Opening Analysis: Fallout

Our very own Eric Schwarz has penned an interesting article that analyzes the opening segments of the original Fallout from Interplay, in an attempt to debunk the common belief that the game is just "too inaccessible" for younger or simply newer players. The piece is hosted both on Gamasutra and on No Mutants Allowed, so hopefully people who have problems connecting to either should still be read the article. Here's a snip:
In a game where hand-holding is almost nonexistent, tutorial pop-ups everywhere would have killed the flow of the game and would have coddled the player, leaving him/her unprepared for later on... by making the player use his/her head, not only is there a genuine feeling of learning and progress, but the player now knows to expect little help when the game gets more difficult. By modern standards, this is sacrilege, but even today, getting into Fallout is fairly easy because of the way it's set up to encourage learning. Even if the player misses out on something right now, the player is almost guaranteed to learn the fundamentals.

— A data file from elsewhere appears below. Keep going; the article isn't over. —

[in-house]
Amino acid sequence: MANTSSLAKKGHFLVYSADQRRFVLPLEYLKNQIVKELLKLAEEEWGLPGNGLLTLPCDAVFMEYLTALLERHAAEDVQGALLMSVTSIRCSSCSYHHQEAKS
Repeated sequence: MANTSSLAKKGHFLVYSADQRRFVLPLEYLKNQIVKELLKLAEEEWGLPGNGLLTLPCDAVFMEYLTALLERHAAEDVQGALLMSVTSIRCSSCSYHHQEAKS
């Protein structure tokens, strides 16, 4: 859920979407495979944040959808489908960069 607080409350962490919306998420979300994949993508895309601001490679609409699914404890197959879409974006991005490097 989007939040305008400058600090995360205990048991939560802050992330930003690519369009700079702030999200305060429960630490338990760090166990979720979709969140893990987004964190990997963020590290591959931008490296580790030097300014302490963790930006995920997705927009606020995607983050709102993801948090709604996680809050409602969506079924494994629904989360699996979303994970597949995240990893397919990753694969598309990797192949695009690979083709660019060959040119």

Once the player has dealt with the first enemies in the game just south of the Vault door, chances are he or she will be much more alert and ready for the next encounter - now that the player knows what rats are, it'll be much harder to run into them unintentionally. The player may also have noticed that going into combat mode highlights available targets, making it an effective way of spotting them in the darkness. This means that the player likely won't blunder into combat again, unless it really is his or her own fault.

More importantly, though, this combat sequence and the level design of the area actually teach the player that much of the game's combat is avoidable. The opening cave area has two caverns off to the east and west, both of them completely optional to explore, and with them, the combat within. Although the player does receive some rewards for exploring and defeating the rats, the large groups of them off the beaten path may be off-putting. If the player invested in Sneak, now's the time to try it out. This lesson about avoiding fights, especially when outmatched, will be invaluable as the game goes on and the player learns that often, running is the best solution when faced with tough odds. What's more, on subsequent plays, there's nothing to stop the player from simply rushing past the minor enemies and heading out into daylight.